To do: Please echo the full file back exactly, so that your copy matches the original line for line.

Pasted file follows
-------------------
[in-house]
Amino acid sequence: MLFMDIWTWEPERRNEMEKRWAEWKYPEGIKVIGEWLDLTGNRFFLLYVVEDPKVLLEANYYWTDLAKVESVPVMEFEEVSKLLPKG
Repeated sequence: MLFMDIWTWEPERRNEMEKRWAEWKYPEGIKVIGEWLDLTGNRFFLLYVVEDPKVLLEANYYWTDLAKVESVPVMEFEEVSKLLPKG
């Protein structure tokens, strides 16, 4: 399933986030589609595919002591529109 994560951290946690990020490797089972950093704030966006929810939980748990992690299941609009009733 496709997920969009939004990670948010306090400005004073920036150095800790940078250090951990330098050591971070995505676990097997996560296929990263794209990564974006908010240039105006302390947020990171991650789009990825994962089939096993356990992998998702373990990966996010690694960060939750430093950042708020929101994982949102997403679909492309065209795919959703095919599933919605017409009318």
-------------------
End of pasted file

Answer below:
[in-house]
Amino acid sequence: MLFMDIWTWEPERRNEMEKRWAEWKYPEGIKVIGEWLDLTGNRFFLLYVVEDPKVLLEANYYWTDLAKVESVPVMEFEEVSKLLPKG
Repeated sequence: MLFMDIWTWEPERRNEMEKRWAEWKYPEGIKVIGEWLDLTGNRFFLLYVVEDPKVLLEANYYWTDLAKVESVPVMEFEEVSKLLPKG
């Protein structure tokens, strides 16, 4: 399933986030589609595919002591529109 994560951290946690990020490797089972950093704030966006929810939980748990992690299941609009009733 496709997920969009939004990670948010306090400005004073920036150095800790940078250090951990330098050591971070995505676990097997996560296929990263794209990564974006908010240039105006302390947020990171991650789009990825994962089939096993356990992998998702373990990966996010690694960060939750430093950042708020929101994982949102997403679909492309065209795919959703095919599933919605017409009318």